The Cooperative Society Newsletter
November 2017, Issue 6
by E.G. Nadeau
The major challenges facing access to healthcare in Africa and other developing countries include: a shortage of doctors and other health professionals, a high percentage of people living in rural areas, and a shortage of funds for services and treatments.
As a result, many people die prematurely from causes that are often easily and inexpensively prevented or treated. For example, in Sub-Saharan Africa:
- In 2015, the average life expectancy at birth was 60 years compared to a world average of 72 years.
- In 2013, there were 510 maternal deaths per 100,000 live births compared to 16 such deaths in developed countries.
- In 2015, out of every thousand children, 86 died before they reach the age of five. This compares to 6 child deaths per 1,000 in developed countries.
- HIV/AIDS killed 1.6 million people in 2013 – 75% of all HIV/AIDS deaths in the world that year – although the survival rate for people with HIV/AIDS has gone up dramatically in the past few years because of the availability of antiretroviral drugs.
Clearly, the number of preventable deaths in Sub-Saharan Africa and some other developing countries remains far too high. However, there are a lot fewer of them than there were just 15 years ago. A significant reason for this is the United Nations Millennium Development Goal Program that has helped many countries to reduce premature deaths by 50% or more.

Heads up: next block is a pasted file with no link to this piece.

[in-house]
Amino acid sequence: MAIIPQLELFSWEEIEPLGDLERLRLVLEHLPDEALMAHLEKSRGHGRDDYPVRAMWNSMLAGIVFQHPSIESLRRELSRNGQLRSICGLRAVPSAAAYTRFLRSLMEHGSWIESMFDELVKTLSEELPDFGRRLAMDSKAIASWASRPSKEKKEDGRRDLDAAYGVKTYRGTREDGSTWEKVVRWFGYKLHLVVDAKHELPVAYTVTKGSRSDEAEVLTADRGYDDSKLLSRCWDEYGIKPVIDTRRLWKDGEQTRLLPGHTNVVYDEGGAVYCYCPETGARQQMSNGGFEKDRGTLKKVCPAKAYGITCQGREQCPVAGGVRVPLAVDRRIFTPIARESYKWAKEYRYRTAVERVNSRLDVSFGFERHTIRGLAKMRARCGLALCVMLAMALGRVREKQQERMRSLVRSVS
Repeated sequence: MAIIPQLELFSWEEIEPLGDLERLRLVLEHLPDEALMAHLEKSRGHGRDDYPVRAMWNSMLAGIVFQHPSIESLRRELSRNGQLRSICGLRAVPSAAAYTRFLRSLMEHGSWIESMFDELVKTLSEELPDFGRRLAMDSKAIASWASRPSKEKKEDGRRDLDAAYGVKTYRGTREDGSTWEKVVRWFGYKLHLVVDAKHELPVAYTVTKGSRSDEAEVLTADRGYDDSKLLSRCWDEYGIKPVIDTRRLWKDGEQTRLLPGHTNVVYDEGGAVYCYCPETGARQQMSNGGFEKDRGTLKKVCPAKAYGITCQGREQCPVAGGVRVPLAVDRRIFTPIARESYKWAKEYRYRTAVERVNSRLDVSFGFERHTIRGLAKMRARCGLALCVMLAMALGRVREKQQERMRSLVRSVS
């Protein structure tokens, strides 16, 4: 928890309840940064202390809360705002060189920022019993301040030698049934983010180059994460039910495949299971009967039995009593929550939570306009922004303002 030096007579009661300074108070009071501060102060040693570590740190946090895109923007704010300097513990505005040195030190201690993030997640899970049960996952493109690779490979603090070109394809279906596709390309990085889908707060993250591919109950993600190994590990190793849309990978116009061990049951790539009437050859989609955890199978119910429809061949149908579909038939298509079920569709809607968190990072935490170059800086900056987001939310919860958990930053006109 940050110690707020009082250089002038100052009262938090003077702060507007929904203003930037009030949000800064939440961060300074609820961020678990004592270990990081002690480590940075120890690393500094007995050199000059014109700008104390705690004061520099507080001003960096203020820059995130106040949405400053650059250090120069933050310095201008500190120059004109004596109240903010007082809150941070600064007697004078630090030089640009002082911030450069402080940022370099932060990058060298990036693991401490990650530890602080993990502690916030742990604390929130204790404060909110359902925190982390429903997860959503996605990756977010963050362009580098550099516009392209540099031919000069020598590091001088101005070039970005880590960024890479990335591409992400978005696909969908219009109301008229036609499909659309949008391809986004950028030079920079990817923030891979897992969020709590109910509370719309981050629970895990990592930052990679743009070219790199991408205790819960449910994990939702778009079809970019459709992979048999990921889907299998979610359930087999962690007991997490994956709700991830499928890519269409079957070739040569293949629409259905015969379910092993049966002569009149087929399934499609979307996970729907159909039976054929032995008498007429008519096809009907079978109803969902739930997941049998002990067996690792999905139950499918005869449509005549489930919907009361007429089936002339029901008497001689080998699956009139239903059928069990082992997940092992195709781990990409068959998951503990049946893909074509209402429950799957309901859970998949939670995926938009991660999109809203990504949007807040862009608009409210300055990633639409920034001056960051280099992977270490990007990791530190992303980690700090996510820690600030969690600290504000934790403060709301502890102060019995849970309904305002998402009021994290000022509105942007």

This program began in 2000 and ended in 2015. It was replaced by the UN Sustainable Development Goal Program which began in 2016 and will continue through 2030. The new program has ambitious goals to reduce these mortality rates much further. Below, I briefly describe a healthcare project that could serve as a model for reducing mortality in the years ahead.
A few years ago, I conducted research on a community healthcare initiative in Kenya coordinated by the National Cooperative Business Association (NCBA), a US-based organization that provides international development assistance.
Five main things struck me about this program:
- Community health workers, selected by their fellow villagers, received training to address basic health needs. As a result, scarce health professionals served as secondary resources rather than primary ones for local healthcare.
- There was an emphasis on self-reliance at the village level, both in terms of healthcare planning and implementation.
- The program operated at a very low cost per village resident.
- Village initiatives were designed to be sustainable after NCBA staff left.
- In just a few years, the program expanded to include several thousand villages and millions of local residents.
This kind of community-based healthcare model has the potential to save millions of lives in Sub-Saharan Africa and in other regions of the world between now and 2030 – especially if it is promoted through the UN Sustainable Development Goal Program, international health assistance programs, and healthcare ministries in developing countries.
If you’d like to learn more about lessons from the community healthcare in Kenya, Click Here